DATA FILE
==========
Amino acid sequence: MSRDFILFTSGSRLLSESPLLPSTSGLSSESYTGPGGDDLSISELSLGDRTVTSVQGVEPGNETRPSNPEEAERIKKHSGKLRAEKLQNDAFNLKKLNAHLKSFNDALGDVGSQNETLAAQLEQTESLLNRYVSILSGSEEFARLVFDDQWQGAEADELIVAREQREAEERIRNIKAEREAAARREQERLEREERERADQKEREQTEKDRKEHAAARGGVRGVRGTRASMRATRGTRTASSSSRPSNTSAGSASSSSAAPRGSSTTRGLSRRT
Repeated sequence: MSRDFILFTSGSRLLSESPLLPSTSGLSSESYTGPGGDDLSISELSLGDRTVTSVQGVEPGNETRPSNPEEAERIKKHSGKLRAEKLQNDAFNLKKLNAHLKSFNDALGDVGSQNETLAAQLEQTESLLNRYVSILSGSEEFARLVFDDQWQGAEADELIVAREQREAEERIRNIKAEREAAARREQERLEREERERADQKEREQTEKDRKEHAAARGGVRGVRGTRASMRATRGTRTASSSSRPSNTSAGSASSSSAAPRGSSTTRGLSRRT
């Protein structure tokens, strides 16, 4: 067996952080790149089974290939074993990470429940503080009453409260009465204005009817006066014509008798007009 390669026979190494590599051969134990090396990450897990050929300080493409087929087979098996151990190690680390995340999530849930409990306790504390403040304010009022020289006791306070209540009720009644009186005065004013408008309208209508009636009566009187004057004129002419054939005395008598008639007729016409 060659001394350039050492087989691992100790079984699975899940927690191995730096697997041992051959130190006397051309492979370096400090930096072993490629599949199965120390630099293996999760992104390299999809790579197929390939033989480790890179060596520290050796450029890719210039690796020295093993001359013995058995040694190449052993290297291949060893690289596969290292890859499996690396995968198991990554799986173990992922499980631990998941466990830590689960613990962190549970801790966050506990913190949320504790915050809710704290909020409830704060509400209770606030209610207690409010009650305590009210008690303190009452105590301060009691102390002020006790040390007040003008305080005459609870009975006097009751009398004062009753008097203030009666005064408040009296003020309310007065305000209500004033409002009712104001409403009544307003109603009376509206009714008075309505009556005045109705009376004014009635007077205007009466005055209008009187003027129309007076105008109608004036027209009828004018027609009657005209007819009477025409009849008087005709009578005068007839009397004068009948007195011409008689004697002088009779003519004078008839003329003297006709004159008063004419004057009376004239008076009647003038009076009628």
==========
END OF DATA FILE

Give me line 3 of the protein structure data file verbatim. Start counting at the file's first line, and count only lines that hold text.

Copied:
């Protein structure tokens, strides 16, 4: 067996952080790149089974290939074993990470429940503080009453409260009465204005009817006066014509008798007009 390669026979190494590599051969134990090396990450897990050929300080493409087929087979098996151990190690680390995340999530849930409990306790504390403040304010009022020289006791306070209540009720009644009186005065004013408008309208209508009636009566009187004057004129002419054939005395008598008639007729016409 060659001394350039050492087989691992100790079984699975899940927690191995730096697997041992051959130190006397051309492979370096400090930096072993490629599949199965120390630099293996999760992104390299999809790579197929390939033989480790890179060596520290050796450029890719210039690796020295093993001359013995058995040694190449052993290297291949060893690289596969290292890859499996690396995968198991990554799986173990992922499980631990998941466990830590689960613990962190549970801790966050506990913190949320504790915050809710704290909020409830704060509400209770606030209610207690409010009650305590009210008690303190009452105590301060009691102390002020006790040390007040003008305080005459609870009975006097009751009398004062009753008097203030009666005064408040009296003020309310007065305000209500004033409002009712104001409403009544307003109603009376509206009714008075309505009556005045109705009376004014009635007077205007009466005055209008009187003027129309007076105008109608004036027209009828004018027609009657005209007819009477025409009849008087005709009578005068007839009397004068009948007195011409008689004697002088009779003519004078008839003329003297006709004159008063004419004057009376004239008076009647003038009076009628």